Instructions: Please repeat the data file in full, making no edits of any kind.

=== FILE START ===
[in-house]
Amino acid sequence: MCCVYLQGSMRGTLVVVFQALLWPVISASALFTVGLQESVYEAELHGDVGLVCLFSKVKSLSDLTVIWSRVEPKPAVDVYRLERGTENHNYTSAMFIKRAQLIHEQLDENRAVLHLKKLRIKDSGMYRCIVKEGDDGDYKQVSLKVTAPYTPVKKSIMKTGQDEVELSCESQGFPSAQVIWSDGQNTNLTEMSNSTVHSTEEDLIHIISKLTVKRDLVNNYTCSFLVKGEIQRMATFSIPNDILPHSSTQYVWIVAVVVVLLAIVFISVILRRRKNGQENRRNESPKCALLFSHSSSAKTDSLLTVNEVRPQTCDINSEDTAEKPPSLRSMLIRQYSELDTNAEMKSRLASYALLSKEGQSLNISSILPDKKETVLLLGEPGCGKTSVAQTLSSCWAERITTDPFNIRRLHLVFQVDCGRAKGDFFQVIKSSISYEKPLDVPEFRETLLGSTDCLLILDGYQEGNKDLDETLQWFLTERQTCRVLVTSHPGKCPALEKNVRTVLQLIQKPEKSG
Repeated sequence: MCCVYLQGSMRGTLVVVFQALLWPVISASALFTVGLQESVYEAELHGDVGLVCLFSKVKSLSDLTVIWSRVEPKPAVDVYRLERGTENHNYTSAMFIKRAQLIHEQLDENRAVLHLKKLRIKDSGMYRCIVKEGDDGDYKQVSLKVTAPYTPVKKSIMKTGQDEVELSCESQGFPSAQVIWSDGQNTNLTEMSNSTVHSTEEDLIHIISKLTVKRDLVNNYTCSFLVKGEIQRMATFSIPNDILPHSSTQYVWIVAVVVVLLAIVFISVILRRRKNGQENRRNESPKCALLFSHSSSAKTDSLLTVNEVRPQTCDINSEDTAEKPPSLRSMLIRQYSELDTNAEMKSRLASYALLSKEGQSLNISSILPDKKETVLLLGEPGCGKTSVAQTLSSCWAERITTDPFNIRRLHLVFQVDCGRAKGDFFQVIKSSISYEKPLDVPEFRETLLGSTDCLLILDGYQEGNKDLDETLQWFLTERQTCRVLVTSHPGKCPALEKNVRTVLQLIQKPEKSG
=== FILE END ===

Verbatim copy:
[in-house]
Amino acid sequence: MCCVYLQGSMRGTLVVVFQALLWPVISASALFTVGLQESVYEAELHGDVGLVCLFSKVKSLSDLTVIWSRVEPKPAVDVYRLERGTENHNYTSAMFIKRAQLIHEQLDENRAVLHLKKLRIKDSGMYRCIVKEGDDGDYKQVSLKVTAPYTPVKKSIMKTGQDEVELSCESQGFPSAQVIWSDGQNTNLTEMSNSTVHSTEEDLIHIISKLTVKRDLVNNYTCSFLVKGEIQRMATFSIPNDILPHSSTQYVWIVAVVVVLLAIVFISVILRRRKNGQENRRNESPKCALLFSHSSSAKTDSLLTVNEVRPQTCDINSEDTAEKPPSLRSMLIRQYSELDTNAEMKSRLASYALLSKEGQSLNISSILPDKKETVLLLGEPGCGKTSVAQTLSSCWAERITTDPFNIRRLHLVFQVDCGRAKGDFFQVIKSSISYEKPLDVPEFRETLLGSTDCLLILDGYQEGNKDLDETLQWFLTERQTCRVLVTSHPGKCPALEKNVRTVLQLIQKPEKSG
Repeated sequence: MCCVYLQGSMRGTLVVVFQALLWPVISASALFTVGLQESVYEAELHGDVGLVCLFSKVKSLSDLTVIWSRVEPKPAVDVYRLERGTENHNYTSAMFIKRAQLIHEQLDENRAVLHLKKLRIKDSGMYRCIVKEGDDGDYKQVSLKVTAPYTPVKKSIMKTGQDEVELSCESQGFPSAQVIWSDGQNTNLTEMSNSTVHSTEEDLIHIISKLTVKRDLVNNYTCSFLVKGEIQRMATFSIPNDILPHSSTQYVWIVAVVVVLLAIVFISVILRRRKNGQENRRNESPKCALLFSHSSSAKTDSLLTVNEVRPQTCDINSEDTAEKPPSLRSMLIRQYSELDTNAEMKSRLASYALLSKEGQSLNISSILPDKKETVLLLGEPGCGKTSVAQTLSSCWAERITTDPFNIRRLHLVFQVDCGRAKGDFFQVIKSSISYEKPLDVPEFRETLLGSTDCLLILDGYQEGNKDLDETLQWFLTERQTCRVLVTSHPGKCPALEKNVRTVLQLIQKPEKSG